Revere voters will go to the polls Tuesday to decide whether to endorse a referendum that calls for a casino to be built at Suffolk Downs, located in both Revere and East Boston.
In a city that needs increased revenue and is no stranger to gambling — Suffolk Downs still operates as a horse track and Wonderland held dog races for decades in Revere until closing in 2010 — many see a casino as a way to change the city.
“I feel this referendum is transformational,” Mayor Dan Rizzo said late last week as he continued to lobby voters to endorse the plan. “If the city votes for this project, it will elevate the city of Revere to what I would call a world-class city. We will be able to do things that we would never otherwise have been able to do, given our current financial situation.”
The future of a casino at Suffolks Downs is far from certain. For the project to go forward, voters in both Revere and East Boston would have to approve it Tuesday.
Suffolk Downs is one of three applicants seeking the sole Greater Boston casino license. Its competitors are Wynn Resorts, which has proposed a waterfront casino in Everett, and a Foxwoods project in Milford.
In June, 86 percent of Everett voters approved a referendum to allow a casino to be built on a former chemical factory site in the city. Milford residents will vote on a casino referendum Nov. 19.
Since Revere signed a Community Host Agreement with Suffolk Downs in September, Rizzo has held several informational meetings on the agreement and the referendum. If Suffolk Downs is awarded a casino license, the city will receive about $15 million from the casino each year.
The agreement also calls for at least 250 temporary construction jobs and 400 permanent jobs to go to Revere residents. In addition, it calls for the casino to spend $7.5 million annually with Revere businesses.
“There’s going to be 4,000 full-time jobs created at full build-out and that means hundreds of jobs for Revere residents, and coming out of this recession I don’t think there’s anybody out there that’s not concentrating or focusing on job creation,” said Rizzo.
“I’m 1,000 percent for it. It’s going to be good for the city,” added Revere City Council president Ira Novoselsky, who believes the new revenue would help improve Revere’s infrastructure, such as repairing sidewalks and roads.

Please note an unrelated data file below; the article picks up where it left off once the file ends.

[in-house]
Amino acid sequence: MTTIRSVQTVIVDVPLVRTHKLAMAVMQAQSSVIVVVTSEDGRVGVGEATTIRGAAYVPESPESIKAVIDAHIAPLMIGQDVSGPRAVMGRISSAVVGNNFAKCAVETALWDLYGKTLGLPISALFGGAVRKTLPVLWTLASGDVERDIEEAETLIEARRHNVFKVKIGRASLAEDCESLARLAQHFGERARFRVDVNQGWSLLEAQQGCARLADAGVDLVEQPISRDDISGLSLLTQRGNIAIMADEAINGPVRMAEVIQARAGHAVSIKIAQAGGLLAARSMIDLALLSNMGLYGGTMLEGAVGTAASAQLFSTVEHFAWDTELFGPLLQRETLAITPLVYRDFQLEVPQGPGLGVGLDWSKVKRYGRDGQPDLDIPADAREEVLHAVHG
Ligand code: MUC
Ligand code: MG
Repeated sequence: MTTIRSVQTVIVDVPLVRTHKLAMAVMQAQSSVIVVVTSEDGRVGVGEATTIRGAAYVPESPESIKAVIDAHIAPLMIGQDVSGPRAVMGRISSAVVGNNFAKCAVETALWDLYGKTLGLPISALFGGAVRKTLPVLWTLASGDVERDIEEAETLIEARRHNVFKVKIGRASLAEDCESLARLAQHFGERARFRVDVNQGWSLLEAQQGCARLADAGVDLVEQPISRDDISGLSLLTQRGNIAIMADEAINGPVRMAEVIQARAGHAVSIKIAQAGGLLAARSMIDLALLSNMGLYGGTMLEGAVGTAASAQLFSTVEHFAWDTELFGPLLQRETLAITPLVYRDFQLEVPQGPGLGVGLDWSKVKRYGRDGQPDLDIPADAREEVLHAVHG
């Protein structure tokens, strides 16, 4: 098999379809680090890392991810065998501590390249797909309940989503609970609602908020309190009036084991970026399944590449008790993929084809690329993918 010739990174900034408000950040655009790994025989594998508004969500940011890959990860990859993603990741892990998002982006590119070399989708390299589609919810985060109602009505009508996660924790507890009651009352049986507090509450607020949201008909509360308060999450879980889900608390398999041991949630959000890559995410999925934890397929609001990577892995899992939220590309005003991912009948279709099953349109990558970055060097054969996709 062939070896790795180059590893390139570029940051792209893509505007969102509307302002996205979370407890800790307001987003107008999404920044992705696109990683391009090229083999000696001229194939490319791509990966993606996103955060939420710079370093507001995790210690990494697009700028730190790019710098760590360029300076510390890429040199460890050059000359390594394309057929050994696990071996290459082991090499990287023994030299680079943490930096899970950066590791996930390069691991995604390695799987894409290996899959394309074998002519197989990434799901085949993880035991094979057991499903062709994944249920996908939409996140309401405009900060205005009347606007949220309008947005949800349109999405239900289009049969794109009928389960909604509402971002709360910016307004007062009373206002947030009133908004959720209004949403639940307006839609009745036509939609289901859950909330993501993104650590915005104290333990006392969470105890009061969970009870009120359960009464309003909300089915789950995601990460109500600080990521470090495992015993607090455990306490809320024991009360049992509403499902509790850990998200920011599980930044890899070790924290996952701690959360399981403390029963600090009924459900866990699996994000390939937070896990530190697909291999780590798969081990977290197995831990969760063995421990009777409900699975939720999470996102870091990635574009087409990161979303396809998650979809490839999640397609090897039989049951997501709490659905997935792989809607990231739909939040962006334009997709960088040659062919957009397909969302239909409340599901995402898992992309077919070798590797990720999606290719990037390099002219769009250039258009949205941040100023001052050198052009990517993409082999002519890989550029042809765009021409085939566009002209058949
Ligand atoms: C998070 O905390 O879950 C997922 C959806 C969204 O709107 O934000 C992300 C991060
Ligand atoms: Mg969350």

Rizzo said the city would use portions of the annual $15 million casino revenue to build a new Department of Public Works building, repair its library, and spend $4 million to replace water meters throughout the city.
But in recent weeks, some voters have begun to question what kind of casino would be built and operated at Suffolk Downs.
Since Suffolk Downs unveiled its $1 billion resort casino proposal in June 2012, it had told residents that Caesars Entertainment would be the casino operator.
But last month, Suffolk Downs said it had asked Caesars to withdraw after it learned that state investigators planned to recommend that Caesars be disqualified from bidding for the license.
In October, the Globe reported that investigators for the Massachusetts Gaming Commission — which oversees the casino licensing — had linked a Caesars licensing deal to a hotelier who allegedly had ties to Russian mobsters.
Michael Sangalang, spokesman for the Massachusetts Gaming Commission, said the commission is in the process of conducting background checks for the Wynn and Foxwoods applications.
Caesars was not Suffolk Downs’ first setback: One of its principal owners, Vornado Realty Trust, divested its 19.9 percent of the track in March because executives were unwilling to submit to the background checks required of all casino license applicants.
Chip Tuttle, the chief operating officer at Suffolk Downs, downplayed Caesars’ departure and said his organization planned to name a new casino operator by the end of the year. He said Suffolk Downs would stand by its proposed plan to build a $1 billion resort casino.
“Whoever our next gaming management partner may be, we have complete confidence in our ability to design, finance, and construct a world-class resort here,” said Tuttle.
Still, the lack of a casino operator bothers some residents, including Revere City Councilor Brian M. Arrigo.
“There are people telling us this is not a big deal. But it is a big deal, and to ask people to vote blindly is not what the people deserve in this situation,” said Arrigo. “If we are going to vote for it we should have all of the cards on the table. We should understand every detail of it.”
These days, green signs that encourage residents to “Vote Yes for Suffolk Downs” can be found on lawns along Revere Beach and in some storefronts on Broadway. But those signs were printed months ago, and still feature Caesars Entertainment and its logo prominently next to Suffolk Downs.
While Suffolk Downs has taken the lead in promoting the casino in the city, a smaller, grass-roots anticasino campaign has featured homemade “No Casino” signs.
At the Good Diner on Broadway, owner Saber Abougalala explained why he put green signs in his window endorsing the casino. For Abougalala, the vote comes down to adding jobs and millions of dollars to the city’s coffers.
“Everyone needs to have a job and go to work,” he said.